Can't wait looking forward to that.

Jamie:

All right. We'll go ahead and move over to our interview.

Jamie:

Our interview for you today is definitely not safe for work. So

Jamie:

well, you know, unless maybe you work from home. I don't know. As

Jamie:

long as you work from home by yourself.

Spencer:

have privacy at home

Jamie:

have privacy at home when you listen to this interview.

Jamie:

Our guest is the prolific Ana Valens who we discovered through

Jamie:

her reporting work for the Daily Dot, where she specialized in

Jamie:

online queer communities, marginalized identities and

Jamie:

adult content creation. But she is also a game critic, has

Jamie:

written a book called Tumblr Porn, and has developed several

Jamie:

adult games herself. We had a riveting and at times

Jamie:

titillating conversation with Anna about sex in games, the

Jamie:

necessary exploration of desire, leaning into pleasure, and the

Jamie:

importance of kink as both a historical and current feature

Jamie:

of LGBTQ culture. At the time that we interviewed her Ana was

Jamie:

still working and writing for The Daily Dot and you'll hear us

Jamie:

reference it throughout the interview. However, quick note

Jamie:

that she did recently take a position as managing editor for

Jamie:

We Got This Covered a pop culture news and review site

Jamie:

covering movies, TV, comics and games. So congrats on the new

Jamie:

job, Ana. We had a lot of fun chatting with her, we think

Jamie:

you're going to enjoy it, too. So without further ado, here's

Jamie:

our interview with Ana Valens.

Spencer:

Hello to our wonderful guest. And thank you so much for

Spencer:

joining us in the virtual Pixel Therapy studio.

Ana:

Thank you.

Spencer:

We're so happy to have you.

Ana:

Really, really, really honored to be here, so.

Spencer:

Could you take a moment to share your name and pronouns?

Spencer:

And just a bit about how you spend your time?

Ana:

Yeah, sure. So my name is Ana Valens, I use she/her

Ana:

pronouns. I'm, I am a little bit of a games writer, a little bit

Ana:

of like an adult games developer, I specialize mostly

Ana:

in the intersection of sex and sexuality and video games and

Ana:

what the two have to say about the others. And surprisingly,

Ana:

there's a lot that sex can tell us about games, and there's a

Ana:

lot that games can tell us about sex. They both have to do with

Ana:

play, right. So a lot of my work looks at that stuff, looks at it

Ana:

from a, I would consider a very accessible and approachable

Ana:

level, since a lot of that sort of writing can be very, like

Ana:

academic-y, jargony, and kind of hard for folks that really

Ana:

aren't in that world to understand. And I'm very, very

Ana:

queer. You know, I create like adult games that are like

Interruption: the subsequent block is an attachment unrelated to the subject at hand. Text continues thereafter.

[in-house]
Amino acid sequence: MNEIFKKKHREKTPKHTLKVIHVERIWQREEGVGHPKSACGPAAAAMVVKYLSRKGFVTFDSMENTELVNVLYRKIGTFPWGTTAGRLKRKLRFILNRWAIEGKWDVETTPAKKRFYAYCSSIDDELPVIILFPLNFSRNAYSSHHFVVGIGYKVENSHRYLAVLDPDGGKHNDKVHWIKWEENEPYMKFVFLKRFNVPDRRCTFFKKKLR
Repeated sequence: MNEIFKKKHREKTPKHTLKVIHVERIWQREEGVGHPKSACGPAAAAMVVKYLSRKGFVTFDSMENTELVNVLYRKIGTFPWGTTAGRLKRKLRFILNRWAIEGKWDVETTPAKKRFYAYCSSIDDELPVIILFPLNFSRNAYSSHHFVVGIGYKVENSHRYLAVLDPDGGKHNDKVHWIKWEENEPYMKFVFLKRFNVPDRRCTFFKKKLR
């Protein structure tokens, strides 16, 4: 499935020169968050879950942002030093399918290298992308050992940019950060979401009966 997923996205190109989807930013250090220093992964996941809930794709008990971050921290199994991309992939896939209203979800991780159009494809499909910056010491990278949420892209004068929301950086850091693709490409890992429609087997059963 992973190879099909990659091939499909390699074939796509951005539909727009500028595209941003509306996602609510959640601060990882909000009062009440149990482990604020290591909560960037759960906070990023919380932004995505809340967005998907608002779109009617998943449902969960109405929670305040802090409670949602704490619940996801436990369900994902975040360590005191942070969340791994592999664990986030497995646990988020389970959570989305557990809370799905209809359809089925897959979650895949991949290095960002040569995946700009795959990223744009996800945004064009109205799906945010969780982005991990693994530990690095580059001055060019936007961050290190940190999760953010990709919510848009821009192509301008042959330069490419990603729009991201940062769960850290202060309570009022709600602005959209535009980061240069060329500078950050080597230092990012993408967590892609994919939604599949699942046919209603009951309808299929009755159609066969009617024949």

Ana:

predominantly about like lesbians and trans lesbians. So

Ana:

that's really, really my shtick.

Spencer:

And Ana, how did you sort of get into this beat of

Spencer:

writing at the intersection of sexuality and gaming?

Ana:

It was largely a coincidence. So I always loved

Ana:

games that had a lot to say about sex. And were interested

Ana:

in exploring sex and sexuality. But what actually happened for

Ana:

me that got me into writing more about it was I was working at

Ana:

the publication that I'm at right now, which is Daily Dot.

Ana:

And we had to do something called search engine optimized

Ana:

content. This is sort of like your listicles and guides,

Ana:

guides to things like, you know, this can be everything from like

Ana:

in the games world, like walkthrough guides to things

Ana:

like top 10 lists of like games to check out for this year, you

Ana:

know, that kind of content. And what ended up happening was, I

Ana:

was writing a lot, because there is a demand for it and because I

Ana:

was interested in sort of pushing and prodding and seeing

Ana:

what I could write about it. There is a demand for doing

Ana:

content about sexuality. And I took that and was writing like

Ana:

BDSM and porn guides. And I was like, What if I write this about

Ana:

video games, too? And it's like one thing led to another and I

Ana:

ended up doing a lot more writing about games and sex. You

Ana:

know, what are some good adult games out there? Why do again,

Ana:

you know what do games have to tell us about sexuality? And I

Ana:

kind of fell down the sexual rabbit hole, so to speak.

Spencer:

I'm curious to hear from you like what makes a good

Spencer:

adult game? Like I like I guess I feel like in film, and in art,

Spencer:

and in books, like sex is very much accepted as being a really

Spencer:

valid part of understanding a character or moving a narrative

Spencer:

forward. Like there's plenty of stories that contains sex, and

Spencer:

some like really explicit sex, but we don't think of it as

Spencer:

pornography we think of it as, like one film I think of is like

Spencer:

Brokeback Mountain, for example, which is like lauded as

Spencer:

critical, you know, piece of film and critically acclaimed

Spencer:

piece of film and we don't look at it and automatically

Spencer:

disregard it or discard it, because it contains graphic sex

Spencer:

scenes. We see it as something like emotionally impactful and,

Spencer:

and valid. And I feel like when we talk about sex in games,

Spencer:

there's this immediate, like, connotation that, oh, it must be

Spencer:

a farce, or it must just be pornographic, which is also

Spencer:

fine. But I guess I'm, I'm just curious to hear from you like,